Ewen Henderson

Ewen Henderson had an international reputation as a sculptor who took clay into a new expressiveness. He is represented in the Victoria & Albert Museum, but much of his work has gone abroad to the Museum of Modern Art in Tokyo, the Metropolitan Museum of Art in New York and the Australian National Gallery, Canberra.

For Henderson, “fluxed earth”, as he called clay, was capable of being stretched and teased into complex new forms. His construction methods produced objects with a multiplicity of colour and textures, edges and interior spaces. His mastery of form was based on his insights as a painter, and he always stressed drawing as the key to his three-dimensional achievements. His intense, visceral vision was born out of his love of the natural world; he believed in making art that asked new questions. Henderson had a restless, outspoken personality.

He came late to art. He was born in Staffordshire, to a Scottish medical family (his father was a GP in a grim mental hospital). Ewen and his brother boarded at a grammar school, and he did his National Service in the RAF, in north Germany. After, he went to work for a Yorkshire chemical company before moving to Cardiff to run a branch specialising in timber preservation, and later said of this time: “I was guilty of making unrottable revolting houses in Newport which should have been allowed to rot very quickly.”

Although Henderson made work on the wheel, he quickly felt limited by it and constructed his pots freely, since he felt there was an inherent dynamic in hand-building, which had more expressive potential, reflecting his romantic absorption of natural things and their extraordinary asymmetry. Henderson found such qualities in the art he admired, from the early Mediterranean, the Far East and pre-Colombian America. He was also drawn to 20th-century culture, to painters such as Braque, Lanyon and Diebenkorn. His wide interests in music and literature enriched his intellect and anarchic wit.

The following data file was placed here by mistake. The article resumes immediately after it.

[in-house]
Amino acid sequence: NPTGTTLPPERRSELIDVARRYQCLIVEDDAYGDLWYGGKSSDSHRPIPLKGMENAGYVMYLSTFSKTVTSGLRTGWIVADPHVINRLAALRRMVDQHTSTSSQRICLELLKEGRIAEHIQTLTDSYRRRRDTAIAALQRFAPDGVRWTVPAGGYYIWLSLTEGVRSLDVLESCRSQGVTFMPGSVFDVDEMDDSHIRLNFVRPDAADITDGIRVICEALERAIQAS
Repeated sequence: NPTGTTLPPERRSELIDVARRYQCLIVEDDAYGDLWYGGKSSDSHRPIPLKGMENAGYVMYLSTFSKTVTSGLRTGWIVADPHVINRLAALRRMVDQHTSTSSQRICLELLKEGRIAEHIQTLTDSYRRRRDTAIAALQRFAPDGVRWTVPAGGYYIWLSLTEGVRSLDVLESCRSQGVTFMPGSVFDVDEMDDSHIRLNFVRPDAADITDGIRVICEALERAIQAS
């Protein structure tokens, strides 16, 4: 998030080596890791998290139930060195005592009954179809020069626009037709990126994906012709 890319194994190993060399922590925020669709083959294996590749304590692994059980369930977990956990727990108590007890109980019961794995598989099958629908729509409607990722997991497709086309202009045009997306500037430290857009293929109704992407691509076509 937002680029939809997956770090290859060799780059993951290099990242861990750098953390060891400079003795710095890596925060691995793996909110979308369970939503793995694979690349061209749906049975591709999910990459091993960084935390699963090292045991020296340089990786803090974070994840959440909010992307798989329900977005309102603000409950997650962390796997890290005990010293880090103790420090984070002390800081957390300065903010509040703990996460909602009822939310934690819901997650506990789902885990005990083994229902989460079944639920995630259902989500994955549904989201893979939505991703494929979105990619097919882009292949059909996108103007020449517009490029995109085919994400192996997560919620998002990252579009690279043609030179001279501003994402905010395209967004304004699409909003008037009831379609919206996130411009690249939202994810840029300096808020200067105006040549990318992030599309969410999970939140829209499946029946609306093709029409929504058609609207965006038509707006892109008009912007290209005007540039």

Over 30 years, alongside a distinguished teaching career at Camberwell, Henderson developed a complex landscape of forms, some of which populated the sculpture garden he and his wife, Kay, created in Camden Town. He worked on a variety of vessels, building them up in layers, using clay bodies into which bone china or porcelain might be laminated. The addition of stains and oxides – on tall pots as well as small tea bowls – created rich colour; when used to excess, these pigments became rough and blistered. The result was almost volcanic, redolent of the firing process and Earth’s own geology. By building in texture and palette simultaneously, body and colour became one. Only American ceramic sculptor Peter Voulkos worked with energy as highly charged as Henderson’s.

By the late 80s, Henderson’s concerns were more sculptural, and he largely abandoned the vessel in favour of intricate open structures – often monumental – investigating his interest in intersecting volumes, spaces, edges and contours: a three-dimensional development of Cubism. These projects were paralleled by radical abstract gouaches and watercolours. His interest in early contributions to the landscape resulted in a series of monoliths based on British megalithic sites. Sculptures from this made an ambitious installation at the Economist Plaza in London in 1994 and the genesis of a touring exhibition in 1995. That year he also curated Pandora’s Box at the Crafts Council, an anthology of ceramics and painting which shaped his aesthetic. He died in 2000 aged 66.

Text by David Whiting

Artist profile created with the participation of Marsden Woo, London. Visit Ewen Henderson’s page on Marsden Woo’s website.

Featured work

Late Abstractions, 1998-1999

Ewen Henderson Ceramics
Ewen Henderson Ceramics

Many of the best potters were initially painters. When Ewen Henderson (1934-2000) went to study ceramics at Camberwell in the late 1960s, he brought a painter’s freedom to clay, using it as an open canvas for his ideas. His early pots showed his abilities with colour as well as hand-built form, the surfaces increasingly painterly as he developed stains and oxides which coloured and often blistered surfaces. The pieces eventually opened out into more intricate structures as he improvised with planes, edges and junctures, a spatial exploration at once delicate and powerful. There was a watercolourist’s sensitivity to texture and hue, his constructions reflective of various landscapes, of a wide range of found objects and shapes that were fertile with suggestion.

The work, constantly evolving, was as restless and energised as its maker, an art that posed questions rather than easy answers. As he remarked; “Every beginning has an infinite number of endings, and more excitingly, every ending has a number of new beginnings”, the best description of his physical approach. Henderson was essentially a collagist, a playful experimenter with clay, in his later years developing these ideas on paper too, drawn to the inherent layers, overlaps and spatial intrigues of complex forms.

David Whiting